In regards to the census, you say:
“Nevertheless, there is an even bigger problem with Luke’s account. Making Roman citizens and non-citizens in the Provinces to go long, long distances back to their ancestral homes is honestly, ludicrous for a few reasons. One is a chaotic distrubance of the Empire’s economy, out of the some 35-40 reliable census records survived NONE of them ever cover the entire Roman world “
I believe I’ve addressed many of your points in my previous comment by the Roman 104 A.D. Egyptian Roman Census which illustrates folks being called back for property, by referencing the article that you provided that did claim the empire was capable of census projects, it also discusses in Egypt that people were allowed extensions.
Furthermore, as I provided, Classical Scholars, do not believe Luke is claiming a one census in the entire Roman world in the original Greek. And perhaps the census in 8 B.C. could be the one. The translation is lost when it carries over into English by the scholarly article I quoted above.
Ehrman is the definition of a dude with an ax to grind, but nonetheless, I think his comment: “even though we have good documentation about the major events during Augustus’s reign,“ is addressed by the few scholarly articles as wrong because we’d have differ on what “major events” were as Ehrman is attempting to use it as a one size fits all. All three of the scholarly articles presented, would more or less say that censuses may of took a period of time, when they came to outer provinces were rushed, gave extensions to the people there (maybe to travel?). The scholars also claim that there not much we can know from the limited census data and that what we physically have we piece together in conjecture. In my original post, I believe I address some of the reasons why Joseph would have traveled to Bethlehem that Erhman brings up.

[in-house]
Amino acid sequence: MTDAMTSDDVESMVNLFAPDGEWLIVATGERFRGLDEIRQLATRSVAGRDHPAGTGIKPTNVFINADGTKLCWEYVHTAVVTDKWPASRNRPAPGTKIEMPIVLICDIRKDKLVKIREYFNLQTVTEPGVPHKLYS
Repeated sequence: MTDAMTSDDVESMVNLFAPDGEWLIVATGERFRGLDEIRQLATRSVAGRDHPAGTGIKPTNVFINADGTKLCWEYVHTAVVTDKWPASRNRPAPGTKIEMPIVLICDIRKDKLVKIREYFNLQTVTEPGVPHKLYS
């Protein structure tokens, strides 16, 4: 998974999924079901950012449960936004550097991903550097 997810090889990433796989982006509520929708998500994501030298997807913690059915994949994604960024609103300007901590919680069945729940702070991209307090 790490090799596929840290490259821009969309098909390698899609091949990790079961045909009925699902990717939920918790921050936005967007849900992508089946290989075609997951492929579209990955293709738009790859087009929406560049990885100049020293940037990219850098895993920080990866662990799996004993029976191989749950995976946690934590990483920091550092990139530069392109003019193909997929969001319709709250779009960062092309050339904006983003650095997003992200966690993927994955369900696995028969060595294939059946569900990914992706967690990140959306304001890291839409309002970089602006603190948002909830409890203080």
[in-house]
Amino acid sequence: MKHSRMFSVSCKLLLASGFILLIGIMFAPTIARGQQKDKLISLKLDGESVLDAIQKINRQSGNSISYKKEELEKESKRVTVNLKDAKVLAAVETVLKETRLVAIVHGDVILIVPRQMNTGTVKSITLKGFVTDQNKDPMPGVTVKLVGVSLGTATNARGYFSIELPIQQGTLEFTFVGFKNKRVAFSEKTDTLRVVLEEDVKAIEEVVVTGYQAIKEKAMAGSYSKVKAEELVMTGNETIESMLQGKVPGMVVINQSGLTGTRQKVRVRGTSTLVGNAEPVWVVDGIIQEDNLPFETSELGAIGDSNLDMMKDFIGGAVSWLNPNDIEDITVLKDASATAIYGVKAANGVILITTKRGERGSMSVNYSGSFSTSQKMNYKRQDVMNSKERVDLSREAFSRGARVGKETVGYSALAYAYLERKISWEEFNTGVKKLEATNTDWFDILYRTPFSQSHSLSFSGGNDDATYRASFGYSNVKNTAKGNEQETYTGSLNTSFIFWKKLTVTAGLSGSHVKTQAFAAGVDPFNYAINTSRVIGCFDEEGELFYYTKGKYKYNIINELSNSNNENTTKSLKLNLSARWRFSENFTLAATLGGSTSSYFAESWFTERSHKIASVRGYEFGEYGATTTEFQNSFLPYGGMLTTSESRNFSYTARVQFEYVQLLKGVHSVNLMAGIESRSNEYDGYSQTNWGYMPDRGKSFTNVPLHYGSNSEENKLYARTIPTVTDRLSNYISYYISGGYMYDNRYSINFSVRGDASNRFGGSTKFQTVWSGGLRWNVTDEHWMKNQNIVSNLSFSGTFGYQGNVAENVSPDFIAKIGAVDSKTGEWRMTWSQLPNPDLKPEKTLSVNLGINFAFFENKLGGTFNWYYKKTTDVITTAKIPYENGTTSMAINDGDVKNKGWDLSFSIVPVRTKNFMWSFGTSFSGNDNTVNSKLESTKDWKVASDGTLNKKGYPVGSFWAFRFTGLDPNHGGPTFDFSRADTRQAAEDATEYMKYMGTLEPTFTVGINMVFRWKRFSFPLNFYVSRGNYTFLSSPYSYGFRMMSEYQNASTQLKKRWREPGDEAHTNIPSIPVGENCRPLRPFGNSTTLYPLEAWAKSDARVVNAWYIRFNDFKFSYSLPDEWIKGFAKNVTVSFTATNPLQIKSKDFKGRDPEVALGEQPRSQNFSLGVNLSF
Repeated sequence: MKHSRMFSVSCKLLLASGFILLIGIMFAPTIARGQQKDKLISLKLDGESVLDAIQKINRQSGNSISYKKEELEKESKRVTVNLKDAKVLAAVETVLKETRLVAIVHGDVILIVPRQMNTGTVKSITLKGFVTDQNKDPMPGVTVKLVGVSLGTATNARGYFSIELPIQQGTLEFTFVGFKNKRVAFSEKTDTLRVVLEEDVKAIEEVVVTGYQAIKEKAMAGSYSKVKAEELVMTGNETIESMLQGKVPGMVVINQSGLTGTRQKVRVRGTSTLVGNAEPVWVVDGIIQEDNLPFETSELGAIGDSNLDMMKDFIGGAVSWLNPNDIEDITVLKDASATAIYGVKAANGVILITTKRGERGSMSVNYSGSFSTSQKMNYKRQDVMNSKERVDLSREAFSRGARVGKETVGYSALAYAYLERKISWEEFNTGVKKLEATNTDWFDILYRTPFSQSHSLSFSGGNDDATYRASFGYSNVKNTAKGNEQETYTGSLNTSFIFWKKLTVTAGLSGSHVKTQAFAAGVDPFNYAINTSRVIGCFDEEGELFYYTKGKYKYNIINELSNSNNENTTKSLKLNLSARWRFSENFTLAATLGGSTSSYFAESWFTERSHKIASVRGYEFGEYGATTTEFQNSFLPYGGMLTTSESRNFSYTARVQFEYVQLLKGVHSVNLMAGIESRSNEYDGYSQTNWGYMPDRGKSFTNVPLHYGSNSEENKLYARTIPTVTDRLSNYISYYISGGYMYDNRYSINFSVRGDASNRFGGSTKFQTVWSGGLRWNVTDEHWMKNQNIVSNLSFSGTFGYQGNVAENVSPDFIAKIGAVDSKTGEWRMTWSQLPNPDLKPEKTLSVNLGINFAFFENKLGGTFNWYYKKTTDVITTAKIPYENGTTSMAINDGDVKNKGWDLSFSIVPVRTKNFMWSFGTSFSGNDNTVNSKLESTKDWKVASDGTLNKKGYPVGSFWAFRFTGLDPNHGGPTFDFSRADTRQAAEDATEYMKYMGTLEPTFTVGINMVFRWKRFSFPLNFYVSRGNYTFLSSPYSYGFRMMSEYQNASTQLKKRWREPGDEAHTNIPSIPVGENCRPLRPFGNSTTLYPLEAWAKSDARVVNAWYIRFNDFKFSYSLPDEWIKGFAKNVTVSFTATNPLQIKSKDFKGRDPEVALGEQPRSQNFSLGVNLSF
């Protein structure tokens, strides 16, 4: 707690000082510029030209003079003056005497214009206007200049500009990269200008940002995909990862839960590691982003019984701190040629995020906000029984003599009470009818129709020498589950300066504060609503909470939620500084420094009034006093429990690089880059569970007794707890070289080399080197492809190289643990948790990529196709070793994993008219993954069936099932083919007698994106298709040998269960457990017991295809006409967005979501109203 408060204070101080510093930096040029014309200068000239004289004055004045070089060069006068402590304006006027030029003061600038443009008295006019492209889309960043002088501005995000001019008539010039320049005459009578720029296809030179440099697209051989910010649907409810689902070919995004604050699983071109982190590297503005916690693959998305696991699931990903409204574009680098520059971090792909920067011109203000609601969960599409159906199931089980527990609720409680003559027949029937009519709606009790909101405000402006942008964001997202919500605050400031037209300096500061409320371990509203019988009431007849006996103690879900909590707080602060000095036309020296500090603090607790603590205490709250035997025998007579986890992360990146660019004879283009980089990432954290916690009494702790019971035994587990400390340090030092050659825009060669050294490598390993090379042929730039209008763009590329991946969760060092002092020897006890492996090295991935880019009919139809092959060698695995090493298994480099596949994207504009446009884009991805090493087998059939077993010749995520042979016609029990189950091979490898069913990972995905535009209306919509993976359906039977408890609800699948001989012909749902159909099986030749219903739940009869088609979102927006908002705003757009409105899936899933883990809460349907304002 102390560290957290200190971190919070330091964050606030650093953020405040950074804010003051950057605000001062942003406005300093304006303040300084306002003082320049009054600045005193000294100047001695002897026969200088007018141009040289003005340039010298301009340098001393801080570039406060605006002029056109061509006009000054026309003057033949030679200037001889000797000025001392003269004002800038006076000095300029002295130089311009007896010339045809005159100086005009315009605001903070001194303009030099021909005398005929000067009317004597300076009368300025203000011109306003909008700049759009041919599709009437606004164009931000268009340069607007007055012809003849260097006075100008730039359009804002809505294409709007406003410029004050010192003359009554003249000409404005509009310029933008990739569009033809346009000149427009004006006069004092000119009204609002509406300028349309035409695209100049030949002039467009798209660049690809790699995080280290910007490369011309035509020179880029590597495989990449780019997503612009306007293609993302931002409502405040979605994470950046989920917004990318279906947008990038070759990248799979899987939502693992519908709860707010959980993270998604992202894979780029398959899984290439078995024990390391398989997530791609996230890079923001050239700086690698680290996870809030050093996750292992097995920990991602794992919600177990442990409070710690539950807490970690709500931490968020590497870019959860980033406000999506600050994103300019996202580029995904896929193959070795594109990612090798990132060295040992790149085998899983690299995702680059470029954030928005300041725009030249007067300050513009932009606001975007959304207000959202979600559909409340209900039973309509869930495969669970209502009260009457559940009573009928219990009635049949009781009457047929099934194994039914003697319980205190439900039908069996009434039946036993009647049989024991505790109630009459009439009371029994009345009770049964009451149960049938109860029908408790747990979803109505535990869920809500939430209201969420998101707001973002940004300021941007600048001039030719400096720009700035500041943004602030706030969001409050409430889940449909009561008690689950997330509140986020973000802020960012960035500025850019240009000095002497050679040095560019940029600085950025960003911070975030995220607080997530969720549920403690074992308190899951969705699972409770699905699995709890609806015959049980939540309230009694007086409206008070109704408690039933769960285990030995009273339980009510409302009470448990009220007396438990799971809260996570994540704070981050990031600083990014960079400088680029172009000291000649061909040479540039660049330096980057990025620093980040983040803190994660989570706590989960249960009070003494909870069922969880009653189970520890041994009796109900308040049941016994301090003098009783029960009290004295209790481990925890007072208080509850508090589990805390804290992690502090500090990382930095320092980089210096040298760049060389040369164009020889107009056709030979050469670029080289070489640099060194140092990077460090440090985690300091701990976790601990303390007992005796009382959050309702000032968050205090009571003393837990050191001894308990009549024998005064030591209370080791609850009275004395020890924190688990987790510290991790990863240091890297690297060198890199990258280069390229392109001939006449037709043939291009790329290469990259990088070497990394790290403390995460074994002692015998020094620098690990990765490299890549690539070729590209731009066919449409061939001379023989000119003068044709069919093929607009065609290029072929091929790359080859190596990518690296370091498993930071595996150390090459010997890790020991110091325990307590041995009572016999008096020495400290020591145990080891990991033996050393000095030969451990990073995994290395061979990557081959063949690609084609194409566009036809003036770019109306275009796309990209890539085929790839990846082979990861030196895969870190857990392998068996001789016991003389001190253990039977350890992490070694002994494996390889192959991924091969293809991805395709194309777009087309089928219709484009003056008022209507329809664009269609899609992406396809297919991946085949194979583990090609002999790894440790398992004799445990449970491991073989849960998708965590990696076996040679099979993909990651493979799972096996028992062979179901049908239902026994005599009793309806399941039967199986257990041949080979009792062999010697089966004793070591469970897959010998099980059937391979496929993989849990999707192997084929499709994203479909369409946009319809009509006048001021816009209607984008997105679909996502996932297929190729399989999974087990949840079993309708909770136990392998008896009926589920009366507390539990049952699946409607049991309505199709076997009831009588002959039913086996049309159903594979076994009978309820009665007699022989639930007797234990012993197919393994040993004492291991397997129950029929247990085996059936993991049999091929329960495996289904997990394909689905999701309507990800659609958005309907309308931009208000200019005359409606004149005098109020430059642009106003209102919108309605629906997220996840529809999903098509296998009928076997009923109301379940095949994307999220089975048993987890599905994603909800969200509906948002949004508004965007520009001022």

Also, remember, I’m Catholic, so Church tradition carries as much weight as the scripture. I’d imagine that Evangelicals get caught in scriptural “got you” moments because well, I do it to them too. I mention what my faith teaches so you can have the proper tools in conversation with me:
107 The inspired books teach the truth. “Since therefore all that the inspired authors or sacred writers affirm should be regarded as affirmed by the Holy Spirit, we must acknowledge that the books of Scripture firmly, faithfully, and without error teach that truth which God, for the sake of our salvation, wished to see confided to the Sacred Scriptures.”72
108 Still, the Christian faith is not a “religion of the book.” Christianity is the religion of the “Word” of God, a word which is “not a written and mute word, but the Word is incarnate and living”.73 If the Scriptures are not to remain a dead letter, Christ, the eternal Word of the living God, must, through the Holy Spirit, “open [our] minds to understand the Scriptures.”7